HELSINKI (Reuters) – the Norwegian capital Oslo will be the first city in the world to install wireless charging systems for electric taxis, in the hope that it will recharge quickly and efficiently enough to the speed of the takeup of non-polluting cabs.
The project will make use of induction technology, with the loading of the plates installed in the road, at a taxi rank and the pair of receivers installed in the vehicle, Finnish utility Fortum said on Thursday.
From 2023 all taxis in Oslo will have to be with zero-emission and Norway wants all new cars to be zero emission in 2025. Among the other nations, Britain and France have similar goals for 2040.
Fortum, which together with the AMERICAN company Momentum Dynamics of the City of Oslo on the scheme, said the biggest hurdle for the electrification of the taxi’s were until now the infrastructure, as it is too time-consuming for cabbies to find a charger from the wall outlet, wait for the car to charge.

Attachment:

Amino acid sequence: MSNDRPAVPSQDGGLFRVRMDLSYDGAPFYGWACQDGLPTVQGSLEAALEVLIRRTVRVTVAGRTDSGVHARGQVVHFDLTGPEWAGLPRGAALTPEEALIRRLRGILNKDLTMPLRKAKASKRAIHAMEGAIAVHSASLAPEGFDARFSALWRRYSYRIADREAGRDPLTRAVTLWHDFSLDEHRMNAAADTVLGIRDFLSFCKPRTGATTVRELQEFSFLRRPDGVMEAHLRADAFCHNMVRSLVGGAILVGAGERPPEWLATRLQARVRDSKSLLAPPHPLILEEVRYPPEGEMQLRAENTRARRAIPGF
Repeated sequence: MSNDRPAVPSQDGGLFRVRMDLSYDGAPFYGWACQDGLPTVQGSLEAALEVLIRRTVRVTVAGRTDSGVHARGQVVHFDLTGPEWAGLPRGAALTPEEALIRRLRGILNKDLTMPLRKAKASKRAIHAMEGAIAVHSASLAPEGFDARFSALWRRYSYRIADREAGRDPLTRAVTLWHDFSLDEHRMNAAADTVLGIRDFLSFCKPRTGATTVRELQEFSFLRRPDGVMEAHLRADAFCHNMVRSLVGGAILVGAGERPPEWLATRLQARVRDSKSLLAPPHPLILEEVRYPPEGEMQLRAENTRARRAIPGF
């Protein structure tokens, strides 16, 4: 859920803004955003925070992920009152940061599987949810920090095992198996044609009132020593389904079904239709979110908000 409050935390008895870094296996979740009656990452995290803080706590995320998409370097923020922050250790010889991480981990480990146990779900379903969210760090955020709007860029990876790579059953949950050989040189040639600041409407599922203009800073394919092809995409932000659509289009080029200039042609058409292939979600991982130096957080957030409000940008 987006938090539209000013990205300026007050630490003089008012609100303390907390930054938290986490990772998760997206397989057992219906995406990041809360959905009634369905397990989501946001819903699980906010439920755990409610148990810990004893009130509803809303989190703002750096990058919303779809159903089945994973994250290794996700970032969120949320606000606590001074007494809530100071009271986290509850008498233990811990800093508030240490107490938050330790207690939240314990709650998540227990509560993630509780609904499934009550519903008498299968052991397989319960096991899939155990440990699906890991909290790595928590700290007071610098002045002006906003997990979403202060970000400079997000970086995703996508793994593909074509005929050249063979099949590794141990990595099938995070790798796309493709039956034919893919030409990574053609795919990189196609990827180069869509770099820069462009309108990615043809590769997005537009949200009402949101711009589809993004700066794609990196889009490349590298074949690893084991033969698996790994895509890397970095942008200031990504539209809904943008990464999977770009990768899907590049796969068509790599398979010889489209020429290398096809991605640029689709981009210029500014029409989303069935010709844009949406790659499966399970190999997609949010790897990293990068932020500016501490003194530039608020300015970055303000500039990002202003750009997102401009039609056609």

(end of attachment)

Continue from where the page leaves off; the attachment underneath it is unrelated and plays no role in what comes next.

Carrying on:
Induction is more energy efficient and makes charging of the taxis, while they are in the slow moving queues at the taxi rank.
“The time is equal to money as a taxi driver,” said Ole Gudbrann Hempel, head of Fortum public charging network in Norway.
Norway is the world’s highest rate of electric car ownership, thanks to the long-term benefits like free or cheaper road tax, parking and charging points. Last year, almost one in three newly sold cars were electric.
The government will also exempt electric vehicles from the tax on the traditional vehicles that are very high in a country that has no own fossil fuel car industry to lobby against them.
With only five million people, Norway bought 46,143 new battery for electric cars in 2018, making it the largest market in Europe, ahead of Germany with 36,216 and France on 31,095, according to the European Automobile Manufacturers’ Association.
Edited by Terje Solsvik and David Holmes